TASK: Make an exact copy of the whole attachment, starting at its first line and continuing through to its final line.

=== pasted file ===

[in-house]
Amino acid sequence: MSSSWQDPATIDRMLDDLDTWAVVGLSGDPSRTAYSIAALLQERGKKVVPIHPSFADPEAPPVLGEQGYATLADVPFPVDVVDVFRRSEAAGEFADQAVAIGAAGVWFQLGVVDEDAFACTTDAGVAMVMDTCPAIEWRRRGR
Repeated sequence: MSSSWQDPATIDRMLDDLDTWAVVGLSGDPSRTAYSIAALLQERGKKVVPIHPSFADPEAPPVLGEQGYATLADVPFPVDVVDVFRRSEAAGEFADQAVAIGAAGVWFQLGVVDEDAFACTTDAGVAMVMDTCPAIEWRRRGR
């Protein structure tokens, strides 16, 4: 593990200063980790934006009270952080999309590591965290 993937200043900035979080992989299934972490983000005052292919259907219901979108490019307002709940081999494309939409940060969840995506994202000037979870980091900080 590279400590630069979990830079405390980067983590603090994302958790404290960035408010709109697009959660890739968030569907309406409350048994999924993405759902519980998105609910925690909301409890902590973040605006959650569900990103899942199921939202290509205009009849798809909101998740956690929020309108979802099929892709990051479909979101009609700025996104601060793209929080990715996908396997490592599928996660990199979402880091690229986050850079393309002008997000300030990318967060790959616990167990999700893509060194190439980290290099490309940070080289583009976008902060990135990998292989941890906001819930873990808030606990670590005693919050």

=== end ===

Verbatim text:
[in-house]
Amino acid sequence: MSSSWQDPATIDRMLDDLDTWAVVGLSGDPSRTAYSIAALLQERGKKVVPIHPSFADPEAPPVLGEQGYATLADVPFPVDVVDVFRRSEAAGEFADQAVAIGAAGVWFQLGVVDEDAFACTTDAGVAMVMDTCPAIEWRRRGR
Repeated sequence: MSSSWQDPATIDRMLDDLDTWAVVGLSGDPSRTAYSIAALLQERGKKVVPIHPSFADPEAPPVLGEQGYATLADVPFPVDVVDVFRRSEAAGEFADQAVAIGAAGVWFQLGVVDEDAFACTTDAGVAMVMDTCPAIEWRRRGR
């Protein structure tokens, strides 16, 4: 593990200063980790934006009270952080999309590591965290 993937200043900035979080992989299934972490983000005052292919259907219901979108490019307002709940081999494309939409940060969840995506994202000037979870980091900080 590279400590630069979990830079405390980067983590603090994302958790404290960035408010709109697009959660890739968030569907309406409350048994999924993405759902519980998105609910925690909301409890902590973040605006959650569900990103899942199921939202290509205009009849798809909101998740956690929020309108979802099929892709990051479909979101009609700025996104601060793209929080990715996908396997490592599928996660990199979402880091690229986050850079393309002008997000300030990318967060790959616990167990999700893509060194190439980290290099490309940070080289583009976008902060990135990998292989941890906001819930873990808030606990670590005693919050």